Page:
Chris Harrington, Ph.D.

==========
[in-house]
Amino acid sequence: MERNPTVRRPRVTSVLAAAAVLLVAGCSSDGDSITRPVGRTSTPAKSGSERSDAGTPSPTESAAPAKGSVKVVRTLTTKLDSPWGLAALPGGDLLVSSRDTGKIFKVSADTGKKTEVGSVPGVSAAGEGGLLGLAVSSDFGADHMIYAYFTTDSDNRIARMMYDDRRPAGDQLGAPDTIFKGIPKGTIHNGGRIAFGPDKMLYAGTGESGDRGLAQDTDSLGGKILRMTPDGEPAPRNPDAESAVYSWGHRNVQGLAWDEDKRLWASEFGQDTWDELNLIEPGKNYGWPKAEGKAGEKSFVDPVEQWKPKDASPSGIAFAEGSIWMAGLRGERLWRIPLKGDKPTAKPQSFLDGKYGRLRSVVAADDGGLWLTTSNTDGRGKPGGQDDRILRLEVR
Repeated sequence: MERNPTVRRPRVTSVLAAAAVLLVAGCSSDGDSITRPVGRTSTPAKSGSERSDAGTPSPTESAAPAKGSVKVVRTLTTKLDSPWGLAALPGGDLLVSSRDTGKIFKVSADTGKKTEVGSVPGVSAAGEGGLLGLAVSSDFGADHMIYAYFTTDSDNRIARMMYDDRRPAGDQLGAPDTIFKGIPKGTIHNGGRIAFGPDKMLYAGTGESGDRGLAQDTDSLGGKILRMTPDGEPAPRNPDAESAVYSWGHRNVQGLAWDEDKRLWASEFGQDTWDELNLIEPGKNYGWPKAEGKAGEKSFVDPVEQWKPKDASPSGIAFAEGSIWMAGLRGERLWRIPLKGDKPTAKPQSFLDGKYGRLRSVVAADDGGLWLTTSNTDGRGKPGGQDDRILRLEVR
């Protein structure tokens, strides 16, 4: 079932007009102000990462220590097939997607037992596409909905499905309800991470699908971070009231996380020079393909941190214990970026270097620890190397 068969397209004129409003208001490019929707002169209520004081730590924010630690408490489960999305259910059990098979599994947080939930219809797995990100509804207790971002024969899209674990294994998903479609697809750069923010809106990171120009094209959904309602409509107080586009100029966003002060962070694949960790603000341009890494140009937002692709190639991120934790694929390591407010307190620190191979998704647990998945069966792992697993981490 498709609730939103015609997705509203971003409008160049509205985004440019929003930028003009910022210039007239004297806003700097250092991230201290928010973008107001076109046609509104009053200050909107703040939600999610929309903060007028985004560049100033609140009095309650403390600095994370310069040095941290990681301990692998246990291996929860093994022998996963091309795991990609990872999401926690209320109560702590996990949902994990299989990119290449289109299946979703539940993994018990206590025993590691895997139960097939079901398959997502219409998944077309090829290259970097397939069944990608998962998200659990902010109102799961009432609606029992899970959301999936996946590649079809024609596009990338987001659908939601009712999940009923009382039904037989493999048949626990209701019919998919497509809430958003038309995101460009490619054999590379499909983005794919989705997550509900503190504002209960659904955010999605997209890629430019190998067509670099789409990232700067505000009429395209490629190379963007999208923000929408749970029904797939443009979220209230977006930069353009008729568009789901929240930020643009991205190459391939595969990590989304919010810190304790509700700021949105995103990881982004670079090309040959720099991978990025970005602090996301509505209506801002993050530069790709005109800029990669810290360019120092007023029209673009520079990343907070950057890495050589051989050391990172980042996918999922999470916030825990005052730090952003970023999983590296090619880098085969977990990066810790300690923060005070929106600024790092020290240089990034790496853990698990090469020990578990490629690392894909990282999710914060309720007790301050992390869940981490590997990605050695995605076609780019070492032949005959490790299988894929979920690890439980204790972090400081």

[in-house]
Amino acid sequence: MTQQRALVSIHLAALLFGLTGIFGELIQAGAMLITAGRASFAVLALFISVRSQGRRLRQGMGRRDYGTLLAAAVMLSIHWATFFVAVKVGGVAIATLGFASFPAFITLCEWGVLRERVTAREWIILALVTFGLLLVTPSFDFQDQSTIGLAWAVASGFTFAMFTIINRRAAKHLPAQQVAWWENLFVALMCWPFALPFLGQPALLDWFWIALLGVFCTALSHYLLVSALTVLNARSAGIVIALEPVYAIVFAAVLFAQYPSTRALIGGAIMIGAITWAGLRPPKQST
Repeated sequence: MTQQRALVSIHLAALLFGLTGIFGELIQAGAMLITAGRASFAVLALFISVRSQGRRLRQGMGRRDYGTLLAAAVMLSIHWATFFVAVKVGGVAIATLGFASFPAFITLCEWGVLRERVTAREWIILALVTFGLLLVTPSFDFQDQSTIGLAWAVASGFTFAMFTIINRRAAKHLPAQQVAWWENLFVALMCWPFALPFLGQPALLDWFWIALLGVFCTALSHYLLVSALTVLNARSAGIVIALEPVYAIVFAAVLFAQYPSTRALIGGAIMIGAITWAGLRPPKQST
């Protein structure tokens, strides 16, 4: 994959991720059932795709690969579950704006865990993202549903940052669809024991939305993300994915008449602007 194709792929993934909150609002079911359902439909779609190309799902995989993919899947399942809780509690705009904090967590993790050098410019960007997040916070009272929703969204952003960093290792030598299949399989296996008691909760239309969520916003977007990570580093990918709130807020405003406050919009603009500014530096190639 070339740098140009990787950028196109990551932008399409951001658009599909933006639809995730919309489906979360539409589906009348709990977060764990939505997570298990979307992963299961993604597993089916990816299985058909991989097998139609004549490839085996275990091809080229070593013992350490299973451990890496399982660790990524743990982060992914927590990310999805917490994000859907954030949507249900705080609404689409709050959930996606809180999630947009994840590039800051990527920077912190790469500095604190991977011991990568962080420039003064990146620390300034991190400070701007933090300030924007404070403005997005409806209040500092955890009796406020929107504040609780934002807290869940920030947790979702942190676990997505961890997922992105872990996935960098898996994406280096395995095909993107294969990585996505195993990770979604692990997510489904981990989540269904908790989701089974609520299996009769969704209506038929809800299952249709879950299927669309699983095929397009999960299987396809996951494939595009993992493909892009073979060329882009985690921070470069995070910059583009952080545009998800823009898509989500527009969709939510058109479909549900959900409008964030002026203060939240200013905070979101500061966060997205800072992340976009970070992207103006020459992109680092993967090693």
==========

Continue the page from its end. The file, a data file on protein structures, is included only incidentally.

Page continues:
Dr. Harrington is Director of the Integrated Genomics Laboratory at OHSU. She has worked with RNA profiling and DNA variation analysis technologies throughout her research career. Her experience includes DNA microarrays, real-time PCR, and sequencing. At OHSU she initially set up and managed the Affymetrix microarray core in 2000 and has continued to expand resources and expertise for core users seeking services and support for high-throughput, genome-wide analyses of RNA and DNA. In addition to ongoing management of the Gene Profiling Shared Resource (GPSR), she oversees the OHSU Integrated Genomics Laboratory (IGL), a centralized laboratory home for next-generation sequencing, DNA microarray, high-throughput real-time PCR technologies and for RNA and DNA isolation support. The IGL coordinates services and infrastructure for the Gene Profiling Shared Resource, the Massively Parallel Sequencing Shared Resource, and the DNA Services Core. Prior to OHSU, Dr. Harrington was employed at Affymetrix from 1997 through October, 2000, as a Senior Staff Scientist and Manager of the Scientific Liaison Group. In this capacity she was involved in the development of the GeneChip array expression profiling application and was responsible for the Affymetrix Academic User Center, a program of research collaborations with academic investigators. Prior to her position at Affymetrix, Dr. Harrington worked in the field of molecular neurobiology, most recently as a Research Officer at the Garvan Institute for Medical Research, Sydney, Australia, and earlier as a Principal Research Fellow in the Laboratory for Molecular Pharmacology, University College, London, United Kingdom. Dr. Harrington has a PhD in Molecular, Cellular and Developmental Biology from the University of Colorado, Boulder, and a BS in Biology from California Institute of Technology. In addition to overseeing the operation of the IGL and the GPSR, Dr. Harrington collaborates with many research groups on campus in the application of RNA and DNA analysis techniques to important questions in biomedical research. Recent publications include work examining cerebral spinal fluid for small RNA biomarkers of Alzheimer's disease (Lusardi et al., J Alzheimer's Disease, in 2016) and identification of gene expression changes that may provide diagnostic information for patients with inflammatory disease (Rosenbaum et al., JAMA Ophthalmology, 2015).